For some reasons, I love facades, windows, doors, and rustic walls that have been standing outside against different kinds of weather, passed by generations, and some have probably have seen the most extreme changes. Every time I travel, I like to see these different kinds of facades. Each one is unique and different, though every country has its own signature.
My favourite facades abroad has to be Portugal, Greece, and Singapore. In Portugal, most of the facades are covered with amazing tiles. Of course this fascinated me further since I am also a lover of tiles. A lot of them are bright in colours with the easy sway of laundry hanging flawlessly, creating this perfect picture of every day life. A lot of the facades in the main streets of Portugal are exceptionally beautiful, but hidden in the narrow streets, you too could find beautiful facades. In Porto, you could find some facades covered in what looks like fish scales. A local told me this was probably the house of a fisherman.
In the islands of Mykonos and Santorini, I found the facades mostly whitewashed. But this white domination in its facades only made the doors and windows, painted in bright pink or blue, stand out. Moreover, most houses let gorgeous flowers and greeneries take over their facades, creating ethereal houses. For tourists like myself, it gave the illusion that I was transported into another world.
And how can I not mention Singapore. Singapore is just a familiar country filled with a lot of things that I personally love, including old houses that can be reached easily within the city. Old shophouses are always full of characters and I try to make time to go and admire them. It’s certainly easy to fall in love with the unique tiles surrounding the house. Since most of them are converted into homes, I often get carried away imagining myself living in one of them.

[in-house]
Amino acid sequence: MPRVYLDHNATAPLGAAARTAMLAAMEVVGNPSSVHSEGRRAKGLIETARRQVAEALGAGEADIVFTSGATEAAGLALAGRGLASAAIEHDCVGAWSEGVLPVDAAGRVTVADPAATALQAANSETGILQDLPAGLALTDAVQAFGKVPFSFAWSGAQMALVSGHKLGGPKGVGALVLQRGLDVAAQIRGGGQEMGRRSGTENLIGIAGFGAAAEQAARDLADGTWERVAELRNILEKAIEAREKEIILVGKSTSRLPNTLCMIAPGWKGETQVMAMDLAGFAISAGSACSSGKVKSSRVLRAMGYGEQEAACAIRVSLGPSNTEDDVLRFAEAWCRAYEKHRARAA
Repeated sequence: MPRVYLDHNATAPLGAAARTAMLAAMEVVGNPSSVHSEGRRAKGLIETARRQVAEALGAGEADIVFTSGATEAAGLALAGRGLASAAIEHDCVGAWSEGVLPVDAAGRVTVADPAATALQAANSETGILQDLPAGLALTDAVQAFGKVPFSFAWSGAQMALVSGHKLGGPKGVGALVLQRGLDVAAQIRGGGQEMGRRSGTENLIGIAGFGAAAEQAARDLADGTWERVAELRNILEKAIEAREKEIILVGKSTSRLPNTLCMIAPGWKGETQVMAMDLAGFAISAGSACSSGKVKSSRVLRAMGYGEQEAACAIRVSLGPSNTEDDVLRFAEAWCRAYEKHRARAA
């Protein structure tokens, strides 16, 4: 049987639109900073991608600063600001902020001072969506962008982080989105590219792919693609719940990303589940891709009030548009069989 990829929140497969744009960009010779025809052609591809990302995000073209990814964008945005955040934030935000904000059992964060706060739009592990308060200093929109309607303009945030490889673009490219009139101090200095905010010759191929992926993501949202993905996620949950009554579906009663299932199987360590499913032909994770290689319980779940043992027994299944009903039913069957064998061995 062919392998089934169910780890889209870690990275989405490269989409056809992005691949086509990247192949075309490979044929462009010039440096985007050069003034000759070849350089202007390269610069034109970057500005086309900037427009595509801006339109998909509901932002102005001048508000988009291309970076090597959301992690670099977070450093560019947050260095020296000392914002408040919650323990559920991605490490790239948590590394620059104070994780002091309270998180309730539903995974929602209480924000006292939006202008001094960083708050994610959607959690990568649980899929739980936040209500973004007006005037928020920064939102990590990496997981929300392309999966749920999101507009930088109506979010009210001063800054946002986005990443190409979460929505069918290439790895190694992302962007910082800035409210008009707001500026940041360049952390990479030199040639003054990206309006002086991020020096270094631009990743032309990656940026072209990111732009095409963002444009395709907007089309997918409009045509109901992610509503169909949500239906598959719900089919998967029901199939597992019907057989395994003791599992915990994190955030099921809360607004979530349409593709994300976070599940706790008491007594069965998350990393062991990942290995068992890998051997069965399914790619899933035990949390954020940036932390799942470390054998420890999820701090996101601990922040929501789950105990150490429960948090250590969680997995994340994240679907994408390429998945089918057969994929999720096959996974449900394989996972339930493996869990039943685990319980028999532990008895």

Apart from these European countries, I also find the most interesting facades in my hometown. There are many interesting old houses in an area called Kotabaru. I used to do food walk tours and I always took my guests around this area since it is cool with lots of trees and filled with rows of gorgeous houses. Apart from that, you can also find interesting houses in random villages. It is always a pleasure to wander around small aisles and unknown roads in the countryside because I am always treated with an abundance of wonderful, and sometimes weird, houses.
Naturally, my fascination for facades leads me to drawing them on paper. I love love love drawing facades! I love to colour them and I find drawing the structures to be calming. I have actually been doing this for quite some time but never really liked the result. A few months ago I found Shayda Campbell’s tutorial and I found them really useful (this is definitely not an endorsement, everything here is based on our personal opinion!). You can Google her YouTube channel and she makes drawing buildings so easy. One of her smart solutions is to use graph paper. Like, duh, I thought to myself! I got myself graph paper and voila. I couldn’t stop doodling facades. So far my favourites are Shakespeare and Co. Bookshop in Paris (my favourite!), a liqueur bar in Lisbon called Ginjinha do Rossio (ginjinha is a sweet cherry liquer) which has the most gorgeous facade, and also some doors in Greece (because they are simple but extremely charming!).
Most of the time I leave them uncoloured, because I love the layered lines and simplicity of black strokes. However on some occasions, like the Greek facades, I colour them just because it would totally defy the point of those facades.
I am definitely not an expert and I would love to hear some of your suggestions! If you have any YouTuber or illustrator that offer some facade drawing advice, let me know in the comment sections. I need to practice more but it is definitely one of those my go to thing to do whenever I feel stressed out and need to let my hair down.
Do you like facades? Tell me your favourite artist to follow on Instagram!